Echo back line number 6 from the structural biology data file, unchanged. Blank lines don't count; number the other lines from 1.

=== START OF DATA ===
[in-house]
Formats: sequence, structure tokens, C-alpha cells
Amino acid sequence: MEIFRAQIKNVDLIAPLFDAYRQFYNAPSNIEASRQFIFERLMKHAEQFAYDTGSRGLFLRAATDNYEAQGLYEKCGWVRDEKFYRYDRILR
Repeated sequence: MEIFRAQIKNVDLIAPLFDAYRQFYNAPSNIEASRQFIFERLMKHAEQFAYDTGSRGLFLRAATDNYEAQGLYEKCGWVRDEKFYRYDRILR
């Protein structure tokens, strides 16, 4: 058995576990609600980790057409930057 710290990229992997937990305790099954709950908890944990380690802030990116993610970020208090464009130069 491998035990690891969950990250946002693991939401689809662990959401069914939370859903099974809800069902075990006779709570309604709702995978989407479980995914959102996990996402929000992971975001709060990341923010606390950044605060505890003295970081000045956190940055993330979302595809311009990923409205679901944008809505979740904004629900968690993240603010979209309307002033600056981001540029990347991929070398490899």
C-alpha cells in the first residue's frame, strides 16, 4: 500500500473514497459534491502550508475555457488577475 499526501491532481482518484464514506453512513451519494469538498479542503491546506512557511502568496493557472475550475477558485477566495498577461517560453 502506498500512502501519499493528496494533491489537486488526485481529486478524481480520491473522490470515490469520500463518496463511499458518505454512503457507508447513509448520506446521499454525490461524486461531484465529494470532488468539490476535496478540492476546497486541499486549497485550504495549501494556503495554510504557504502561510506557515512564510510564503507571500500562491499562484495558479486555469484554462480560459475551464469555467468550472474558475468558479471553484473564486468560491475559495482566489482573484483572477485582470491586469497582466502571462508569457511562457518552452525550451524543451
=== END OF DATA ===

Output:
C-alpha cells in the first residue's frame, strides 16, 4: 500500500473514497459534491502550508475555457488577475 499526501491532481482518484464514506453512513451519494469538498479542503491546506512557511502568496493557472475550475477558485477566495498577461517560453 502506498500512502501519499493528496494533491489537486488526485481529486478524481480520491473522490470515490469520500463518496463511499458518505454512503457507508447513509448520506446521499454525490461524486461531484465529494470532488468539490476535496478540492476546497486541499486549497485550504495549501494556503495554510504557504502561510506557515512564510510564503507571500500562491499562484495558479486555469484554462480560459475551464469555467468550472474558475468558479471553484473564486468560491475559495482566489482573484483572477485582470491586469497582466502571462508569457511562457518552452525550451524543451